Celebrated artist’s award-winning video available for free screening

‘Arctic Song’ was named Best Canadian Short Film at Montreal festival

This is an image from “Arctic Song,” an award-winning short film co-directed by artist and storyteller Germaine Arnaktauyok. (Photo courtesy of National Film Board of Canada)

By Andrea Sakiyama Kennedy

Arctic Song, an award-winning short film co-directed by artist and storyteller Germaine Arnaktauyok, is available for free streaming from the National Film Board of Canada.

In the six-minute video, Arnaktauyok blends her graphic art with animation and song to express traditional Inuit creation stories.

Drawing on Inuit myths and legends, the film tells the stories of the raven who brought daylight to the world, the giants who turn into the mountains, and the animals who created the constellations and northern lights.

Arnaktauyok, a painter, printmaker and illustrator, is known for her depictions of Inuit culture, from legends and ceremonies to traditional tattoos and feminist narratives.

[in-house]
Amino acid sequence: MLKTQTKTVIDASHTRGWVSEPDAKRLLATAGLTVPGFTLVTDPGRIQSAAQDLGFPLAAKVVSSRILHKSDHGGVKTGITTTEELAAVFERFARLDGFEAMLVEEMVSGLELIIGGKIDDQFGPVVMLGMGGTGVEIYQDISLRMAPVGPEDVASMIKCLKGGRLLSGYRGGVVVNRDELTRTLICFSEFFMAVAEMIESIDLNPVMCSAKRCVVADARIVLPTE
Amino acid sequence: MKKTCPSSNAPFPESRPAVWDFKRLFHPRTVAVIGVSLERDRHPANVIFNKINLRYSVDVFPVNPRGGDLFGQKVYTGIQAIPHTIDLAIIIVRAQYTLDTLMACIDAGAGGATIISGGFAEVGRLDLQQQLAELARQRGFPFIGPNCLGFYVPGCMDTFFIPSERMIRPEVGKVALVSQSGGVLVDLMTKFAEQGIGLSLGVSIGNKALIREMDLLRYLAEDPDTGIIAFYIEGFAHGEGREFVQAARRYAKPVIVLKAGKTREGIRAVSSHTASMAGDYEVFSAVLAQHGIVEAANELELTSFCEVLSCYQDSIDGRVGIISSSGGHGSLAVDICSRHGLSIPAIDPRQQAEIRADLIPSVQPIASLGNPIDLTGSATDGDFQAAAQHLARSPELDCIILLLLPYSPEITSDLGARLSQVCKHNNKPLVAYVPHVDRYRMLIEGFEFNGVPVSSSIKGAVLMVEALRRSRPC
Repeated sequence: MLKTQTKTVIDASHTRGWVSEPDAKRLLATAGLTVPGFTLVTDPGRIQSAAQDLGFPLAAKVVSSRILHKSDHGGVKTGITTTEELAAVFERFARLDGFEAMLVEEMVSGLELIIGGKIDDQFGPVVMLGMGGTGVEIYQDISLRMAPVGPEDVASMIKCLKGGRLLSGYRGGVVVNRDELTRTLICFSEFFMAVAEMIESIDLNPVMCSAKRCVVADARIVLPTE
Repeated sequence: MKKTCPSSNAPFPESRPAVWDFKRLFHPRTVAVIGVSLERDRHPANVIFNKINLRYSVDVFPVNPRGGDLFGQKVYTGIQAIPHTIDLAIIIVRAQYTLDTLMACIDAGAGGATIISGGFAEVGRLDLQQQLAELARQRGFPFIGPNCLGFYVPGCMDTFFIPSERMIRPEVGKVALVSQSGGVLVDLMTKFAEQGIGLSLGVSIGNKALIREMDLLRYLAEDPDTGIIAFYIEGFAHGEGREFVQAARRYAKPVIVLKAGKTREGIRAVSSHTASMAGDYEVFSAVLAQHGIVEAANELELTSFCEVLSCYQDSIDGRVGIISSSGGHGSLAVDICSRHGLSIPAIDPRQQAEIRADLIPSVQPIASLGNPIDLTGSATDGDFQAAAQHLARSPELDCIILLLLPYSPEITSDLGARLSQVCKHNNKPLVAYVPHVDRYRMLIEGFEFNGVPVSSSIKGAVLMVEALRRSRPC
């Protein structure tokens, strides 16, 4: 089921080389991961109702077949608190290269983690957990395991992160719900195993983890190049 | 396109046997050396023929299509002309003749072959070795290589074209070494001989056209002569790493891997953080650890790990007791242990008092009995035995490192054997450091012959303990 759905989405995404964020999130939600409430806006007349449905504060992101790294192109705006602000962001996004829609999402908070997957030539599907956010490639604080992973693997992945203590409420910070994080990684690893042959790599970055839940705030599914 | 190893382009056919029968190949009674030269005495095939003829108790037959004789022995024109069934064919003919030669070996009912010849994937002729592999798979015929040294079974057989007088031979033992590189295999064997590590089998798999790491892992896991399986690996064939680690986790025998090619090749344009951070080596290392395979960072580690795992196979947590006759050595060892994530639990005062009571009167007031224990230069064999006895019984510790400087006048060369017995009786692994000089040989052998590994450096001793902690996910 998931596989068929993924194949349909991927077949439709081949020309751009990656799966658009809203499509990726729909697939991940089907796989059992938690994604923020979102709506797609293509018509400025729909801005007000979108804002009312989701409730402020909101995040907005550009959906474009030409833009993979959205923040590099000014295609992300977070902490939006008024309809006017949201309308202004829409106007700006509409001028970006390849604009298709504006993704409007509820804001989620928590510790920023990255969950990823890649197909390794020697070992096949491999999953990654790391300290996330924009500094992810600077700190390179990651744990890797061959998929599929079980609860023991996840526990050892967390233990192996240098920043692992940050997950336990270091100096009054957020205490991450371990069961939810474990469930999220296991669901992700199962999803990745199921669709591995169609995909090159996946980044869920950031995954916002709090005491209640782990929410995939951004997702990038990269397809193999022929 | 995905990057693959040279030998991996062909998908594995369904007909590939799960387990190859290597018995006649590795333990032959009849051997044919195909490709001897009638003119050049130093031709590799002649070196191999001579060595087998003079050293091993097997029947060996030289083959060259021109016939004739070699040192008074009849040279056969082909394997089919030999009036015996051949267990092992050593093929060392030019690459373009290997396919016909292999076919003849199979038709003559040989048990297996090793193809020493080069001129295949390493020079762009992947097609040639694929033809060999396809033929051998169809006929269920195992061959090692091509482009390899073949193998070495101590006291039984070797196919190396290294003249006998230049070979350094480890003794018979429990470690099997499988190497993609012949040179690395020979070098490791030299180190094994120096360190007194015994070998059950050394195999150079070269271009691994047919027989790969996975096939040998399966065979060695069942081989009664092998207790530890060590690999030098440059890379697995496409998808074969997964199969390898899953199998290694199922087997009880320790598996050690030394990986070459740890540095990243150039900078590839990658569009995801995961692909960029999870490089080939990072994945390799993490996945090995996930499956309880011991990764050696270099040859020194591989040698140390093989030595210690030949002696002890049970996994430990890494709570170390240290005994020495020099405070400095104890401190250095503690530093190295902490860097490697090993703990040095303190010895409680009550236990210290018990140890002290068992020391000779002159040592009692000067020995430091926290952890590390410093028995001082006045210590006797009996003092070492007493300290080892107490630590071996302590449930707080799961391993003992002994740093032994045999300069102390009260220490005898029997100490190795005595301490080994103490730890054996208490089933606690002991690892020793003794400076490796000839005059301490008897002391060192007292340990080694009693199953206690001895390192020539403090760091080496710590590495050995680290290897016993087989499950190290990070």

Arctic Song incorporates some of her best-known prints, such as Night and Day (2006) and Northern Lights (2006), into the animation.

The narration is set to music, with the words sung in Inuktitut and accompanied by English subtitles.

Co-produced by the National Film Board, Arctic Song premiered in October 2021 at the Bell TIFF Lightbox, an online viewing platform, as one of four pieces included in the Aurora Borealis short film program.

Arctic Song was also shown last year at film festivals across North America and in Europe, and was named Best Canadian Short Film at the Montreal First Peoples Festival.

A celebrated artist in Canada and internationally, Arnaktauyok was presented the Governor General’s Award in visual and media arts in 2021, making her the second Inuk to receive this award after the late Kenojuak Ashevak won it in 2008

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